Jermaine Jenas unearths combat with 'imposter syndrome' all through …

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Imposter syndrome can be defined as persistent feelings of inadequacy despite evident success.

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Jermaine Jenas

Former England midfielder Jermaine Jenas has revealed he battled with ‘imposter syndrome’ during his international career due to perceived preferential treatment of star players.

About Jermaine
Jermaine ( jər-MAYN) is a masculine given name of Latin origin, derived from the French given name Germain, which is in turn derived from the Latin given name Germanus, meaning “brother”.The masculine given name Jermaine was popularized in the 1970s by Jermaine Jackson (b. 1954-), a member of the singing group The Jackson 5.Jermaine ranked among the top 200 names given to boys born in the United States between 1960 and 1980. It has since declined in popularity and was ranked as the 738th most popular name for American males born in 2013. Jermaine is a variant of Germaine.

Jermaine Jenas reveals struggle with 'imposter syndrome' during …

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Jenas won 21 caps for his country and was included in Sven-Goran Eriksson’s 2006 World Cup squad but was never a regular starter.

Imposter syndrome can be defined as a collection of feelings of inadequacy which persist despite evident success.

Jermaine Jenas reveals struggle with 'imposter syndrome' during …

Jermaine Jenas, right, was in the shadow of the likes of David Beckham, Steven Gerrard and Frank Lampard during his England career (Neil Tingle/PA)

Ex-Newcastle and Tottenham player Jenas described the international set-up under Eriksson as an exclusive “boys’ club” and felt it had a detrimental effect on peripheral members of the squad.

“I had a couple of moments struggling with imposter syndrome throughout my career as a player,” said Jenas, speaking on episode two of the British Army podcast ‘The Locker’ which will be released on Monday, August 17.

“It was playing for England and it was nothing to do with my ability or my deserving of the position I was in.

“It was more to do with your surroundings. It’s a bit like the ‘England Boys’ Club’. They’re part of the England Boys’ Club and you’re there but you’re not quite there, if you know what I mean?

“You would kind of turn up to England and be like, ‘I’m not going to get a game here and I don’t really feel part of it’.”
– Jermaine Jenas

“During my time playing for England we had Wayne Rooney, David Beckham, Michael Owen, Steven Gerrard, Frank Lampard, Paul Scholes. They were world-class players playing for Chelsea, Man United, Liverpool, Arsenal, all legends of the game.

“And no matter how well I was playing, how well I was training – there was myself, Michael Carrick, Owen Hargreaves – we were just on the fringes.

“We just couldn’t seem to break through because the manager was set in his ways of, ‘They’re world-class players, they start and that’s it’.

“So you would kind of turn up to England and be like, ‘I’m not going to get a game here and I don’t really feel part of it’.”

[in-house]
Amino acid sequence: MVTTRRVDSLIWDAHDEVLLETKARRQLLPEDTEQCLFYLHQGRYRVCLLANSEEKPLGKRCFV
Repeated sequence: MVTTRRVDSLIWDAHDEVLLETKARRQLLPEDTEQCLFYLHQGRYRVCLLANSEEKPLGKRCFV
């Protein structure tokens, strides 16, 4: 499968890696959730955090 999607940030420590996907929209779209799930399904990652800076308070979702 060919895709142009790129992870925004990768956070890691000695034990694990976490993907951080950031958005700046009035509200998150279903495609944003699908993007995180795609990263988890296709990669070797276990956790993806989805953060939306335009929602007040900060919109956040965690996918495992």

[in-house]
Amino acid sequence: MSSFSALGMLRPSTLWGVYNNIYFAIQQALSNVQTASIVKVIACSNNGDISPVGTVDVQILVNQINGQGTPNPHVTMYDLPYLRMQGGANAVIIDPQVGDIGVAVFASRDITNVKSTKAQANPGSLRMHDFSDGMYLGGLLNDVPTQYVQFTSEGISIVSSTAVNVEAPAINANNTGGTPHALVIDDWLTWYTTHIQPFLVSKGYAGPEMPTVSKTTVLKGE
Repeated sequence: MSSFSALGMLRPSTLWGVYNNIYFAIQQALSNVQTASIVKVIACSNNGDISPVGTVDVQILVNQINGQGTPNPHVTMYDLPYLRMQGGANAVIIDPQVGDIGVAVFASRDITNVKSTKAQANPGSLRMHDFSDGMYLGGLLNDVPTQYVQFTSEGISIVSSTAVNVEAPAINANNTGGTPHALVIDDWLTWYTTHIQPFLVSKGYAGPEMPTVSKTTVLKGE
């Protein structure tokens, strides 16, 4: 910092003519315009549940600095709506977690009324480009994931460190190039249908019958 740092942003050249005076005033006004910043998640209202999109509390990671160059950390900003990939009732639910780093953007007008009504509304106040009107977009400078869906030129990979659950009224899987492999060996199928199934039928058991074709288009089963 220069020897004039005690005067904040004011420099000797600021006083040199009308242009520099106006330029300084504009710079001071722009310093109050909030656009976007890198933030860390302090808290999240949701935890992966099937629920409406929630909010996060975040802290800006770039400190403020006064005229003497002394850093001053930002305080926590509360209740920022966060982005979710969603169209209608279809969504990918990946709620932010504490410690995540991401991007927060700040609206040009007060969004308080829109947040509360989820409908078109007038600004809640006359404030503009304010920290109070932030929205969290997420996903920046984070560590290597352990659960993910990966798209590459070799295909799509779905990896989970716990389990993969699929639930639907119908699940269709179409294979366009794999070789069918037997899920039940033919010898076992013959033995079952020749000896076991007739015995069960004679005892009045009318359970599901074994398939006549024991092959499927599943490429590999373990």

Jermaine Jenas, left, was an unused member of England’s 2006 World Cup squad (Martin Rickett/PA)

Jenas, who also represented hometown club Nottingham Forest, Aston Villa and QPR, made his final international appearance under Fabio Capello in a friendly against Brazil in 2009.

The 37-year-old believes the current England set-up is better placed to deal with the issues he faced because manager Gareth Southgate had similar experiences.

“The best thing right now is we’ve got a manager for England who basically was a player who was on the fringes,” Jenas said of Southgate, who won 57 caps.

“He wasn’t a Beckham, a Gerrard, he was a player that came in every now and again when somebody wasn’t fully fit.

England manager Gareth Southgate, pictured, understands the needs of squad players, according to Jermaine Jenas (Tim Goode/PA)

“He understands more than anybody what it is like and how important it is for those players on the fringes to be more involved if anything.”

Jenas retired in 2014 and has moved into punditry, including working on Match of the Day.

He admits to “shaking like mad” during his first appearance on the highlights programme but has since been able to control his nerves.

“It was a big moment because I came through it and I thought I was a mess in terms of what you could see,” he said.

“I sat down in the seat and and I just fell apart. I couldn’t stop moving my feet, I couldn’t stop moving my hands. I was fidgeting and my heart was going crazy.”
– Jermaine Jenas describing his Match of the Day debut

“I was sweating and I was shaking like mad and it was my very first show on Match of the Day.

“I sat down in the seat and and I just fell apart. I couldn’t stop moving my feet, I couldn’t stop moving my hands. I was fidgeting and my heart was going crazy.”

Asked for advice on dealing with imposter syndrome, he replied: “Talking about it is probably my number one thing, actually admitting to yourself that you have this issue that you don’t feel like you belong.”

:: The Locker can be found on all major podcast directories. Visit https://apply.army.mod.uk/thelocker for more details.